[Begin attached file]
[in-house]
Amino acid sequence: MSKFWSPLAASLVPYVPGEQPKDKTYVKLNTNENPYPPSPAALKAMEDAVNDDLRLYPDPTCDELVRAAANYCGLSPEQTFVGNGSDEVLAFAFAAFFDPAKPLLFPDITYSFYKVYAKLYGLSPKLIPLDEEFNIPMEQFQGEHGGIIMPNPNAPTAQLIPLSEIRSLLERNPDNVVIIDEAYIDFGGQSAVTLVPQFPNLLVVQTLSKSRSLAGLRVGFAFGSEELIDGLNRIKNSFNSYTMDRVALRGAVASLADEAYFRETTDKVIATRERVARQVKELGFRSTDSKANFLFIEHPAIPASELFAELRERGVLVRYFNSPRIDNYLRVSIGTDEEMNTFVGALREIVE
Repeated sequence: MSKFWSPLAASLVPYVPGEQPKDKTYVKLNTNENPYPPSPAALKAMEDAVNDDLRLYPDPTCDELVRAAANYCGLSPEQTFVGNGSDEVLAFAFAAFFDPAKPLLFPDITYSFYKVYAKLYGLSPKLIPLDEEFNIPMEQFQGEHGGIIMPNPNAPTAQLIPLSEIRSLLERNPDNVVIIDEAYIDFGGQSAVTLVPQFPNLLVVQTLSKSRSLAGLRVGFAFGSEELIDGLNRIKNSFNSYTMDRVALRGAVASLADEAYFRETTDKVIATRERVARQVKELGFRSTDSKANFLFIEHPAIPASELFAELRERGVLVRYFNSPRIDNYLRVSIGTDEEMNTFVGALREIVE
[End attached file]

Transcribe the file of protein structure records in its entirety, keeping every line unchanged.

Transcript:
[in-house]
Amino acid sequence: MSKFWSPLAASLVPYVPGEQPKDKTYVKLNTNENPYPPSPAALKAMEDAVNDDLRLYPDPTCDELVRAAANYCGLSPEQTFVGNGSDEVLAFAFAAFFDPAKPLLFPDITYSFYKVYAKLYGLSPKLIPLDEEFNIPMEQFQGEHGGIIMPNPNAPTAQLIPLSEIRSLLERNPDNVVIIDEAYIDFGGQSAVTLVPQFPNLLVVQTLSKSRSLAGLRVGFAFGSEELIDGLNRIKNSFNSYTMDRVALRGAVASLADEAYFRETTDKVIATRERVARQVKELGFRSTDSKANFLFIEHPAIPASELFAELRERGVLVRYFNSPRIDNYLRVSIGTDEEMNTFVGALREIVE
Repeated sequence: MSKFWSPLAASLVPYVPGEQPKDKTYVKLNTNENPYPPSPAALKAMEDAVNDDLRLYPDPTCDELVRAAANYCGLSPEQTFVGNGSDEVLAFAFAAFFDPAKPLLFPDITYSFYKVYAKLYGLSPKLIPLDEEFNIPMEQFQGEHGGIIMPNPNAPTAQLIPLSEIRSLLERNPDNVVIIDEAYIDFGGQSAVTLVPQFPNLLVVQTLSKSRSLAGLRVGFAFGSEELIDGLNRIKNSFNSYTMDRVALRGAVASLADEAYFRETTDKVIATRERVARQVKELGFRSTDSKANFLFIEHPAIPASELFAELRERGVLVRYFNSPRIDNYLRVSIGTDEEMNTFVGALREIVE